Many people (and dogs) I know tend to think of Canadians as plain spoken, common sensical folks, who (Rob Ford aside) tend to refrain from the USA’s more vulgar and ill-conceived excesses. Recently, however, officials in Montreal endorsed BSL – Breed Specific Legislation – aimed at, yes, that’s right, pit bulls. If enacted, the law would, among other things, ban new ownership of “pit bull-type” dogs, requiring owners to go through a background check and muzzle their dogs when in public. Some U.S. cities (Denver, Miami), and some entire countries (France, Spain, U.K, New Zealand) have adopted similar bans even though science has show that pit bulls (bred from bulldogs and other terriers) are no more inherently violent than other breeds. Among the notable advocates to condemn BSL are President Obama and the Dog Whisperer, Cesar Millan. In this video, he makes a case for America’s most unjustly maligned dogs. It may seem like we’re piling on but Bronwen Dickey, author of “Pit Bull: The Battle Over an American Icon” calls the ban”stupid” and anything but specific. In a recent LA Times Op Ed piece, she shreds BSL, offering evidence of its ineffectiveness. For me, my human parents, and all our dog and dog guardian friends, BSL is just BS. If you’d like to help, write to Montreal official, asking them to reconsider the ill-advised action, and offering to boycott their industries and sport teams if they don’t.

Typecast Pity Bulls.jpg

Actress and rescue activist Linda Blair offered some reasons why BSL doesn’t work, and some suggestions to implement instead. Why BSL does NOT work: It’s not financially sound as it often ties up community resources while cases are determined. Many folks cannot properly identify the breed in question. Any dog (or companion animal for that matter) can bite. It has NO scientific basis and is not supported by the following organizations:

– American Bar Association

– American Kennel Club

– American Veterinary Medical Association

– Center for Disease Control and Prevention

– National Animal Control Association

– National Canine Research Council

– The Obama Administration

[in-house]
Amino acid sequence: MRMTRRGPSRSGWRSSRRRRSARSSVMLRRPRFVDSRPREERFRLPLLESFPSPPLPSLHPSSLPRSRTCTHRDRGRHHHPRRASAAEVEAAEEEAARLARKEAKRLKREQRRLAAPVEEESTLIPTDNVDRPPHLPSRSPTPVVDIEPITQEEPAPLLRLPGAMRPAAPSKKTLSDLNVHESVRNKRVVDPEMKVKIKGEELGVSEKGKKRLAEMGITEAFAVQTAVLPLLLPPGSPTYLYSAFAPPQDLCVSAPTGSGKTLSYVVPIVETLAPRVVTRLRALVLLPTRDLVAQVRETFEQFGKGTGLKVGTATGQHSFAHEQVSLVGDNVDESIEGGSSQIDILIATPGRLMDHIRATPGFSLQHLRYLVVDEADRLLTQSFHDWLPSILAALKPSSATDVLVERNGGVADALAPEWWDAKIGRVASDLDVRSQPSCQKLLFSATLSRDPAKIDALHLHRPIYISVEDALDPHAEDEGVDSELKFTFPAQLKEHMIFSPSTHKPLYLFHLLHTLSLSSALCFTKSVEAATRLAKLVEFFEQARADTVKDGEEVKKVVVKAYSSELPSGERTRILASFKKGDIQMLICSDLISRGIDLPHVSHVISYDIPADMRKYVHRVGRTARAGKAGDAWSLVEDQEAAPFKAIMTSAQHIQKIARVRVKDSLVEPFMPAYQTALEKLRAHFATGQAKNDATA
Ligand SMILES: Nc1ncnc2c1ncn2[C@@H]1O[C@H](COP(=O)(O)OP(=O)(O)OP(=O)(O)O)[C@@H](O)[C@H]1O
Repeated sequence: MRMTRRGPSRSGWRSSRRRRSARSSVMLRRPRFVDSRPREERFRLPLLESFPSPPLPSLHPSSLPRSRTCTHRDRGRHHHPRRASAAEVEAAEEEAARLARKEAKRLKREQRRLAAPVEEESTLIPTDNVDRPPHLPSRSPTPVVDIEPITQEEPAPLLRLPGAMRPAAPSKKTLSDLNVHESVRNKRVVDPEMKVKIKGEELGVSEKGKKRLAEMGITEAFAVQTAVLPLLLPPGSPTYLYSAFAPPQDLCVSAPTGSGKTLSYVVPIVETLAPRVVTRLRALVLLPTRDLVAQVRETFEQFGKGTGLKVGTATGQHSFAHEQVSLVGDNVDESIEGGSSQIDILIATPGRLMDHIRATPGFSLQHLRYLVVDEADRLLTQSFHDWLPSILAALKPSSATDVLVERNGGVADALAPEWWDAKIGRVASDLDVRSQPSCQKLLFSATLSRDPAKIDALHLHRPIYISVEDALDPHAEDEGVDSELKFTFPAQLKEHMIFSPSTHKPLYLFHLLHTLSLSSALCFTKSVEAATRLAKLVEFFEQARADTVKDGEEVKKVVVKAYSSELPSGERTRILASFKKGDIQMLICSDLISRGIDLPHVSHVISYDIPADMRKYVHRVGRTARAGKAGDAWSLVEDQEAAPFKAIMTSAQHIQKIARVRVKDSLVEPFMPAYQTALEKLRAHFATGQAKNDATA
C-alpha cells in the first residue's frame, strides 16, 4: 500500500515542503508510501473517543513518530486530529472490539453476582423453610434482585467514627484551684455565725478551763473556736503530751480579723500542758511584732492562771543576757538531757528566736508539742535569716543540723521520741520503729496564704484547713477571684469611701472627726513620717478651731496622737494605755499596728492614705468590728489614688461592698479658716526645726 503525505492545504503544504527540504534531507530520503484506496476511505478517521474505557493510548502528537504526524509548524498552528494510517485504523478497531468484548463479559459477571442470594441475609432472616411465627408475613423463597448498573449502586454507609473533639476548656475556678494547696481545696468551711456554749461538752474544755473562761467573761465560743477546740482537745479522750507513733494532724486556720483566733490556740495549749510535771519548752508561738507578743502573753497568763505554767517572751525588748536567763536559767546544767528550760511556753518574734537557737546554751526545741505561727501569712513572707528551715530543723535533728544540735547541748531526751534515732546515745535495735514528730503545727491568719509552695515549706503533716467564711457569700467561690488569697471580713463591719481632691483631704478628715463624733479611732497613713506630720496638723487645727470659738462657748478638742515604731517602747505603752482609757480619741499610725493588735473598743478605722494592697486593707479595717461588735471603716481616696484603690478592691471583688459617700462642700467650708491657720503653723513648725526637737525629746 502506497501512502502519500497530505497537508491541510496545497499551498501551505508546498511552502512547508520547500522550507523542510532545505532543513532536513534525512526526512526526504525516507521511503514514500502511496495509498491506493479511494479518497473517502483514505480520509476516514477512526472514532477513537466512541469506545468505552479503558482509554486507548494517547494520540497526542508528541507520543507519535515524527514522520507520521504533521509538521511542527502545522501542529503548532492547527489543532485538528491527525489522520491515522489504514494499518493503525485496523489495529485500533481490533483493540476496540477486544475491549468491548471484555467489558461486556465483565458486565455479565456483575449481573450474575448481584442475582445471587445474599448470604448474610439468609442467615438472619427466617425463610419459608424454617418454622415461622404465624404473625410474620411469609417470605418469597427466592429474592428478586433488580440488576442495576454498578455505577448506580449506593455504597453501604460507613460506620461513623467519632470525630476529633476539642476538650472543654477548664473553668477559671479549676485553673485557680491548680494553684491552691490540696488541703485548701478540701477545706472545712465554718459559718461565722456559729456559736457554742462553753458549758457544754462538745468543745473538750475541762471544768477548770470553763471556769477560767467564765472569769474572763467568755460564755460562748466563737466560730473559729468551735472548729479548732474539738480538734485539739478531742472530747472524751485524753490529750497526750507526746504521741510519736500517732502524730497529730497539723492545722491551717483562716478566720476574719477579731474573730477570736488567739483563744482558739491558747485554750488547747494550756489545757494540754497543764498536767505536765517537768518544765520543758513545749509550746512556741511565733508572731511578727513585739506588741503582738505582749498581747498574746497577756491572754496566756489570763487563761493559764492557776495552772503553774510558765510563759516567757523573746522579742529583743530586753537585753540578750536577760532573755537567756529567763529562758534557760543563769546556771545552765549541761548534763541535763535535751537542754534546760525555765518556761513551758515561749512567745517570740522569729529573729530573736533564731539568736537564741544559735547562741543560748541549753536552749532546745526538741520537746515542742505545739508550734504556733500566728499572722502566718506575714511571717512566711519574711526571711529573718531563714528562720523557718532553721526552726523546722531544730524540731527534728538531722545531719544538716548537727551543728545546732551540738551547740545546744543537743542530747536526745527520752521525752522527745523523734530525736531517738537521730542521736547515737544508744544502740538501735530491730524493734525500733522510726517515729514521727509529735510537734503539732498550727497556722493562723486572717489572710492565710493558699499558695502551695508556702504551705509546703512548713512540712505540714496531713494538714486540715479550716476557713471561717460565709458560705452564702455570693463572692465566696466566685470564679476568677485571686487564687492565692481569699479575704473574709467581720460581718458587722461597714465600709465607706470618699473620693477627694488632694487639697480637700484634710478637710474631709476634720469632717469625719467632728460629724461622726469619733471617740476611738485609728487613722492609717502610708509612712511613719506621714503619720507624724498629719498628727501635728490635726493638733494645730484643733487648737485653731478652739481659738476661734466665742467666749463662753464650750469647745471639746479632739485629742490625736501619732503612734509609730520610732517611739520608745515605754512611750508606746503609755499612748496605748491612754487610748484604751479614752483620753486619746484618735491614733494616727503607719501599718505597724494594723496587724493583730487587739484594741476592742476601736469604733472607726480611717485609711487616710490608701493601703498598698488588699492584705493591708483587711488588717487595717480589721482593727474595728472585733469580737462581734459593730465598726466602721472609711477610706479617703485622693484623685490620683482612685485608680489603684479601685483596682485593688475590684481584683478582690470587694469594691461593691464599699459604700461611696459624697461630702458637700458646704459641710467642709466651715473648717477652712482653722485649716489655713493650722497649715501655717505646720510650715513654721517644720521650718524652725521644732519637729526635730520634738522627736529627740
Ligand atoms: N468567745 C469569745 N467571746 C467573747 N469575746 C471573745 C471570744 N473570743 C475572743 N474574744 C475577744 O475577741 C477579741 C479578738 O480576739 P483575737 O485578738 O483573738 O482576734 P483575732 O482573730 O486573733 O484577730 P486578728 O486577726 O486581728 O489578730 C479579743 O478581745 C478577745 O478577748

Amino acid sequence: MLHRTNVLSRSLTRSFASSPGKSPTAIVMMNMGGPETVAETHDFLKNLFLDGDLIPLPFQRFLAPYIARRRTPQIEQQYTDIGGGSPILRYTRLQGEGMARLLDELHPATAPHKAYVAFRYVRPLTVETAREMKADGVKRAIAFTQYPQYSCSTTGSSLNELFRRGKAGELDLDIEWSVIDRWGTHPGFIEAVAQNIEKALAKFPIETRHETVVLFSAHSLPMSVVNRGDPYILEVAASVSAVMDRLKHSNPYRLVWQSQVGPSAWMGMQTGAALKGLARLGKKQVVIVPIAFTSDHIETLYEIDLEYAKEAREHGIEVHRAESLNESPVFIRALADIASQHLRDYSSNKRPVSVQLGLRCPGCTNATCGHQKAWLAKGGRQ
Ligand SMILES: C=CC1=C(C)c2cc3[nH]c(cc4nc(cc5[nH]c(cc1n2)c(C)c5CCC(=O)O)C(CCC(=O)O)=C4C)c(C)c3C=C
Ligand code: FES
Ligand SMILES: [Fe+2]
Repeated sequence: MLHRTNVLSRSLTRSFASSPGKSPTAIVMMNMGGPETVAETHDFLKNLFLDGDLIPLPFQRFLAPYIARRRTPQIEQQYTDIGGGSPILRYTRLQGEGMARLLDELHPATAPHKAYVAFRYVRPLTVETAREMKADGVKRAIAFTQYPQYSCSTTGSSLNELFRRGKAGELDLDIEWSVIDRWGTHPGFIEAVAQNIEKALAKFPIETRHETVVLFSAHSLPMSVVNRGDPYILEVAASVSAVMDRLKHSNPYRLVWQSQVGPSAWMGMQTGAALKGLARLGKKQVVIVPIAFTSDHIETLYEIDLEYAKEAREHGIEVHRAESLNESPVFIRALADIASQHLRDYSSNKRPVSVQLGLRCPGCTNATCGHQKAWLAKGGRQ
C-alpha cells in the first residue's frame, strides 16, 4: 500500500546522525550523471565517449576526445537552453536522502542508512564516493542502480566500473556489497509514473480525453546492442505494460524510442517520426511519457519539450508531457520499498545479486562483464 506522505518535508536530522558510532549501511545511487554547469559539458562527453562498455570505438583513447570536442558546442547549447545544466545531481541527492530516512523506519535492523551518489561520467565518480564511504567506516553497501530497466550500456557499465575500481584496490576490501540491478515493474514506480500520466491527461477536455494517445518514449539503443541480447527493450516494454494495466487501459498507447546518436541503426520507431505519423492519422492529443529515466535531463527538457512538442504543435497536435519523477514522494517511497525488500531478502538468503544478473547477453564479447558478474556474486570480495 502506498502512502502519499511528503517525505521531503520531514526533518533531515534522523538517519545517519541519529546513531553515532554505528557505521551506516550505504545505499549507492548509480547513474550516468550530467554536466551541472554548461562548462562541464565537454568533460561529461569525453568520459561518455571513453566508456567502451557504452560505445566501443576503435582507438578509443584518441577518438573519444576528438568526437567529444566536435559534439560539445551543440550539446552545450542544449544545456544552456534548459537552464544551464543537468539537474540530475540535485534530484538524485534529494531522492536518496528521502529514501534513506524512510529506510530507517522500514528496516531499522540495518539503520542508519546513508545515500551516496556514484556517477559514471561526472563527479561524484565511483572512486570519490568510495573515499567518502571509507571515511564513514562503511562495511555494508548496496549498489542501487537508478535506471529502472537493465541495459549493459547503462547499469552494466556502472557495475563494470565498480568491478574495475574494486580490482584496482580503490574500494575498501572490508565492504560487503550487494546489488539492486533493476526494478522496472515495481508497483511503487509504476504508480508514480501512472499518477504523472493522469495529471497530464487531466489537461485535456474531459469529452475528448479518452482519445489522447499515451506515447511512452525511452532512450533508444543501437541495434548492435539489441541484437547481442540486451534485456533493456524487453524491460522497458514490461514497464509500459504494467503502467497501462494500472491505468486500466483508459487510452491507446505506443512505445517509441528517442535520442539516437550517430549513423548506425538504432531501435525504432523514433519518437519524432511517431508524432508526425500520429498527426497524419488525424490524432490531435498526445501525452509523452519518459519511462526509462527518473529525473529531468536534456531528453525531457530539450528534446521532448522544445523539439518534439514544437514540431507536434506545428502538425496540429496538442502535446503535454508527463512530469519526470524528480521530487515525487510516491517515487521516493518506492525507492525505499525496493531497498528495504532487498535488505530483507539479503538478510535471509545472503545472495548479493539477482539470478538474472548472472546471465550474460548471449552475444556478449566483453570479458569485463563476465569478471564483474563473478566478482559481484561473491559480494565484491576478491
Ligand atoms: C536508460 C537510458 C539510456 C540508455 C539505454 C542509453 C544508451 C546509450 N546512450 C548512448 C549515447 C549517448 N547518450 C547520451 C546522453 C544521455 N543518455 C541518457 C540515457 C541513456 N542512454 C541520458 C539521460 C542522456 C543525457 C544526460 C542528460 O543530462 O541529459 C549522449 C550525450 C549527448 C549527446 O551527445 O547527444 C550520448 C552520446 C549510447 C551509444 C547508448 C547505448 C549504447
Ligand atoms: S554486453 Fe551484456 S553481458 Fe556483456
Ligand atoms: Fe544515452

– State Farm Insurance

– The U.S. Department of Housing and Development

– The U.S. Department of Justice

Instead of ineffective posturing, concerned legislators should focus on:

– The importance and necessity of spaying a neutering, so we can end pet overpopulation.

– Ending puppy mills, so we can end of the suffering of Mama dogs who’s feet often times never touch the ground.

– The importance of micro chipping, so beloved pets can return home.

– The importance of vaccinations, so we can eradicate diseases like parvo that leave innocent puppies suffering.

– Updating our licensing laws so that pet “owners” are held responsible for animals actions, not the animal.

– Updating pet “ownership” laws – we are pet guardians meant to serve and protect our beloved companions.


Linda Blair, rescue advocate

Like so many other human foibles, BSL makes me wonder just how superior our human partners are. It’s a favorite theme of my dad, Lou, who currently has his large but mainly decorative snout buried in Carl Safina‘s fabulous book, “Beyond Words: What Animals Think And Feel”. A highly decorated writer, scientist, and academic, Safina suggests that we’re all animals with humans just one shade of a larger animal rainbow. He’s struck by how animals live in harmony with nature and each other except for one particular creature that seems hellbent on wreaking as much mayhem as possible. Cesar Millan has a similar take: ”Humans are good at a lot of things. When it comes to creating art or doing science or excelling any of hundreds of other pursuits that we have invented, no animal can beat us.  Crows will never discover a cure for cancer.  An elephant will never create a masterpiece – despite what you’ve heard about elephants painting in Thailand.  What we lack in fur or feathers we make up for an intellect.  When it works for us, we do things like travel to the moon or create “Hamilton” or invent new and better machines to make our lives easier.  That’s part of what makes us human.  Unfortunately, we also excel at something that no animal can do.  Humans are experts at working against Nature at every opportunity.”


In all the commotion about pit bull discrimination, I forgot to say congratulations to my ‘mom’, ace sculptor Eugenie Spirito, for her participation in the recent art show at Canvas Malibu and for 28 years of  marriage to my loving but sometimes grumpy dad. They were wed in Verona, Italy at Juliet’s Tomb and recently celebrated their continuing good fortune with the brief holiday in nearby Ventura and Ojai, where a certain dashing pit bull got to join the fun and guard the room while they were off wining and dining.


With ‘Dad’ in Ventura, CA

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